SEOUL (Reuters) - Intrusions by North Korean fishing boats across the disputed maritime boundary with the South in the Yellow Sea have increased since last year and the frequency has not dropped since the March sinking of a South Korean warship, a defense ministry official said on Thursday.
The “Northern Limit Line” off Korea’s west coast, a legacy of the 1950-53 Korean War, has been the site of several deadly clashes in the past, and with tensions running high after the corvette Cheonan exploded and sank, the chance of new skirmishes has risen.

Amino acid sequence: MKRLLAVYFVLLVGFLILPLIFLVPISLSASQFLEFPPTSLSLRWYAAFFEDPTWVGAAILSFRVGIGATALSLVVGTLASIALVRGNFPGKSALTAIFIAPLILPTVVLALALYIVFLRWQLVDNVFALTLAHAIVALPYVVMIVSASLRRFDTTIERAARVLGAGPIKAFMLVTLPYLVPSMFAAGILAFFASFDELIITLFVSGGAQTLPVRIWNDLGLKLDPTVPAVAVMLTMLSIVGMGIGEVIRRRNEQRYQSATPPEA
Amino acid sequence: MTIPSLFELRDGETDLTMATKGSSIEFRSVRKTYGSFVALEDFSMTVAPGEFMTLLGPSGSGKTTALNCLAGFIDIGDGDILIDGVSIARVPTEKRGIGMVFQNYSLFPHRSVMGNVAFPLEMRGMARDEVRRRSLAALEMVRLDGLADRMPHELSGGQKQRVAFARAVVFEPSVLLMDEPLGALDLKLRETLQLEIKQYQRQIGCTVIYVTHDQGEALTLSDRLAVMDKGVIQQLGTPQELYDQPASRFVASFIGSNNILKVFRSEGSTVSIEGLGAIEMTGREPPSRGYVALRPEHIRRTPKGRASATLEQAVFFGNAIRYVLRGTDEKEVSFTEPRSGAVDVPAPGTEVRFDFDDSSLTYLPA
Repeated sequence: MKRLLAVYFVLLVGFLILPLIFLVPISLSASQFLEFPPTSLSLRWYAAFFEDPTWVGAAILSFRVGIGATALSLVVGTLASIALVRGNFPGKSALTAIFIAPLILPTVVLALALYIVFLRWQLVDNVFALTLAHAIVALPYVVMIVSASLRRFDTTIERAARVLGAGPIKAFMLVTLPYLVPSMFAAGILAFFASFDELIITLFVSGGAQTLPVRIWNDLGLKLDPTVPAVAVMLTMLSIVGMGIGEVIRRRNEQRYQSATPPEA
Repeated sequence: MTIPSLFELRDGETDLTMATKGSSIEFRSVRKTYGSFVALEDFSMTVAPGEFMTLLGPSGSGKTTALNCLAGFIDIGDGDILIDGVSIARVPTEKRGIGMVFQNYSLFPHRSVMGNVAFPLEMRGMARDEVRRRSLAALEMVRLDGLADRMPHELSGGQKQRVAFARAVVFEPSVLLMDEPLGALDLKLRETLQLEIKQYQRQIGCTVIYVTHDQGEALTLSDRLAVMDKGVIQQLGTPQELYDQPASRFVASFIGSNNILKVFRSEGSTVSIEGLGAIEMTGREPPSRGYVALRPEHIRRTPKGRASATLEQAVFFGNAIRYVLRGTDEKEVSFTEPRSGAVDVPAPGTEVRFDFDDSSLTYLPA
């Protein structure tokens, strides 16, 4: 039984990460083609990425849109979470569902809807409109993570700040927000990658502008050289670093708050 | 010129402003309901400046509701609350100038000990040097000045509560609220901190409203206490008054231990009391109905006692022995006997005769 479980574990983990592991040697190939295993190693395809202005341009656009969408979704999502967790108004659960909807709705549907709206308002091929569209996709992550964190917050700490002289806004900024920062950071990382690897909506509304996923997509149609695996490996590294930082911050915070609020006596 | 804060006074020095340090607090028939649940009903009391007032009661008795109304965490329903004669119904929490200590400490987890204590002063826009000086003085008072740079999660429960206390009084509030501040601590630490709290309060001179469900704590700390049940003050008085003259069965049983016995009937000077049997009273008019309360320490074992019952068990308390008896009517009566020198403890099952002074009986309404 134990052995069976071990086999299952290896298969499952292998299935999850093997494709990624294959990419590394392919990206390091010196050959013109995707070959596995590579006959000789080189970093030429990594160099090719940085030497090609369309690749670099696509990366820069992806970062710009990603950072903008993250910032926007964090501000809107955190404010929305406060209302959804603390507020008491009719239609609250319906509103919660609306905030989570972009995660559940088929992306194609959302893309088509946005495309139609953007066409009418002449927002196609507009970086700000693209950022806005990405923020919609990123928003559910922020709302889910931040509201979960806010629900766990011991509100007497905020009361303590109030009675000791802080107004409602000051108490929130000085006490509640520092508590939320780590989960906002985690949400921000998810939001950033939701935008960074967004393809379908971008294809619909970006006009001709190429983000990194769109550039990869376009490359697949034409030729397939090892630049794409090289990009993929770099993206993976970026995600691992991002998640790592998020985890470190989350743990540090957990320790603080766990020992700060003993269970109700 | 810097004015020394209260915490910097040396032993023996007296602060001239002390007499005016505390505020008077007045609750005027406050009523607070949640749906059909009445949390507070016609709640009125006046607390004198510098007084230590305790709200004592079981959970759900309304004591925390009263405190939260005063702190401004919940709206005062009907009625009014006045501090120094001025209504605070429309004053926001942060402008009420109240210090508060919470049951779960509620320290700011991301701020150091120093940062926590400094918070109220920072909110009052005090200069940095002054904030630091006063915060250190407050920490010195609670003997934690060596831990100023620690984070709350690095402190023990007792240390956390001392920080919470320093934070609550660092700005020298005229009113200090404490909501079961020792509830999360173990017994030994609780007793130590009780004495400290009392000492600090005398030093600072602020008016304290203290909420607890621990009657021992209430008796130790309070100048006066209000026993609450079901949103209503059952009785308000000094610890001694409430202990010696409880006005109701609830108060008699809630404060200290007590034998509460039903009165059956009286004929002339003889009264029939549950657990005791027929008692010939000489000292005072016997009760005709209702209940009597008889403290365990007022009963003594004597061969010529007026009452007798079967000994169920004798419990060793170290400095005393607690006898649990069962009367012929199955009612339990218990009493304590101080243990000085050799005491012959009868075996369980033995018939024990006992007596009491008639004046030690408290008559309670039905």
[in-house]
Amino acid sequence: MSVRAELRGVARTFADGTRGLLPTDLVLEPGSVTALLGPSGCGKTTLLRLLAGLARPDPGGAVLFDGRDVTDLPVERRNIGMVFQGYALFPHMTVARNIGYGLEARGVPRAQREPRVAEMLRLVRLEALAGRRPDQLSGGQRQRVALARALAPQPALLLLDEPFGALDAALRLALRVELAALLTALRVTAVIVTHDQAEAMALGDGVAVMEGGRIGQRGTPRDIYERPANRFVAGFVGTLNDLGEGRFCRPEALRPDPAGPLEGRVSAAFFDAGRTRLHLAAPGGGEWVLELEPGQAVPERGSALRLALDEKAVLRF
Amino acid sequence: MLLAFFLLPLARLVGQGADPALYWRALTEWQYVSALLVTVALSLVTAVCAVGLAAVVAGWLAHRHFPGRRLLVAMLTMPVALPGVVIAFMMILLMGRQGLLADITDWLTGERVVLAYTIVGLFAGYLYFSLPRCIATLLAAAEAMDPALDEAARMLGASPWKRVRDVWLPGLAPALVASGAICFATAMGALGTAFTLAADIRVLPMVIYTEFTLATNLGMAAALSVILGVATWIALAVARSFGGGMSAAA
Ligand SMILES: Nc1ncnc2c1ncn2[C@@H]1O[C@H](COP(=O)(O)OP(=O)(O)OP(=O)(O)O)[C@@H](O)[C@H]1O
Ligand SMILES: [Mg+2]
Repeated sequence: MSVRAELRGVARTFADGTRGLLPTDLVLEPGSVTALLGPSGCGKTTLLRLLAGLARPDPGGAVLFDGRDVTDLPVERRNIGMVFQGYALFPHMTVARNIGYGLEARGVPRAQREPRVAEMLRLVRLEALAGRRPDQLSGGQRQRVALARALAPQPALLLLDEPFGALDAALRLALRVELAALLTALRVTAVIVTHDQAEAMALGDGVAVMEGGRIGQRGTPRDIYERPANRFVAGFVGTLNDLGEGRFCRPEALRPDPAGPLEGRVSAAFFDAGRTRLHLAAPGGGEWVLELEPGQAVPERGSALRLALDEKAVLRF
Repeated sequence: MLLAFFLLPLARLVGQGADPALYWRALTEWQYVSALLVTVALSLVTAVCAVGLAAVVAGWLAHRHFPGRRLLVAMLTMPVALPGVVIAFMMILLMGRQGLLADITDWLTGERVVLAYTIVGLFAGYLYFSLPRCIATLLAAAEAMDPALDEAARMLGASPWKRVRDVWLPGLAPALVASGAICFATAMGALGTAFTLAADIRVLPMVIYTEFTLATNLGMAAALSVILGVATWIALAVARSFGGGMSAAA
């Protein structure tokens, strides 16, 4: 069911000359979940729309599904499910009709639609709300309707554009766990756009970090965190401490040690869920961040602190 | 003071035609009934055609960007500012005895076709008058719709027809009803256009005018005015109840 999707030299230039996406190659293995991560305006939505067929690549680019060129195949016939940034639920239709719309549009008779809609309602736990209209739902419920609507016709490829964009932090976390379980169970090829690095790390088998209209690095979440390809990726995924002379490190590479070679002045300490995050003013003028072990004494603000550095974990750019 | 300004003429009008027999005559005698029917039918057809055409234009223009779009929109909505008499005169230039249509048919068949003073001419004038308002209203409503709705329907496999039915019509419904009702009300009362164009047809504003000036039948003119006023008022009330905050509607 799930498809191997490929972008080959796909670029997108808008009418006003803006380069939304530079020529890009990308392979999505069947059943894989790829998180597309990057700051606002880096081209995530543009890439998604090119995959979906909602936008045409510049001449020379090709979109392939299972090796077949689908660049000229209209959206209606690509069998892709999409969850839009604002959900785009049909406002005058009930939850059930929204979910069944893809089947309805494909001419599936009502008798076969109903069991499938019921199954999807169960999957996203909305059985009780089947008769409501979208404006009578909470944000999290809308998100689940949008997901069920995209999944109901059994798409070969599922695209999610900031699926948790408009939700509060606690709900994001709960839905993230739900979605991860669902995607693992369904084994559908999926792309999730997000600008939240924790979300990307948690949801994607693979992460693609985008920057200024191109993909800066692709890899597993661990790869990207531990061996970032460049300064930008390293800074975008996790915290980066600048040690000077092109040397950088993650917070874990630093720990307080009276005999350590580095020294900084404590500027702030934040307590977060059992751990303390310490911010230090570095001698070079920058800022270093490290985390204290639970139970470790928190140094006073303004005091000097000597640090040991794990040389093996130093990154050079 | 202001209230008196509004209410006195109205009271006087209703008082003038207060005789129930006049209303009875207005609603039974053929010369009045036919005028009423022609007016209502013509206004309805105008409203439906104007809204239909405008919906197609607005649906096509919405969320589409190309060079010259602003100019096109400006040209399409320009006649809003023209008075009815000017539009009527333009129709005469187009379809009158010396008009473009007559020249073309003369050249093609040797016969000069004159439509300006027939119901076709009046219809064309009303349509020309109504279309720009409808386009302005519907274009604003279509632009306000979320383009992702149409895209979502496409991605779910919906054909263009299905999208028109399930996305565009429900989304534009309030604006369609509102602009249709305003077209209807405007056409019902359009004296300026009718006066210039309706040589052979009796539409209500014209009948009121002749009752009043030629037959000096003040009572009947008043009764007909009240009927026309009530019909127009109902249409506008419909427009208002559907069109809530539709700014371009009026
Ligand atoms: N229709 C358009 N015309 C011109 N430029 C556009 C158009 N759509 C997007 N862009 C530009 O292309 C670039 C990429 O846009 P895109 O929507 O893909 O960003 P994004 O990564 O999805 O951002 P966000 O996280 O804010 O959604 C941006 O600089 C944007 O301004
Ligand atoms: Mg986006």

It was unclear if the violations were intentional, but some of the fishing boats were known to be operated by the North Korean military, South Korea’s Yonhap News quoted spokesman for the Joint Chiefs of Staff, Park Sung-woo, as saying.
“We’ve confirmed that the North Korean military is operating fishing vessels on the side, but we haven’t yet established whether those ships were equipped with heavy weapons,” Park said.
In all of the roughly 20 cases so far this year the ships retreated after warnings by the South Korean navy, he said.
A team of international investigators, led by South Korea’s military, said in May that a North Korean submarine torpedoed the Cheonan, presenting evidence that included parts of the weapon recovered from the site of the incident.
Pyongyang says the incident was fabricated and has threatened military action if the U.N. Security Council punishes it.
Reporting by John Ruwitch and Jack Kim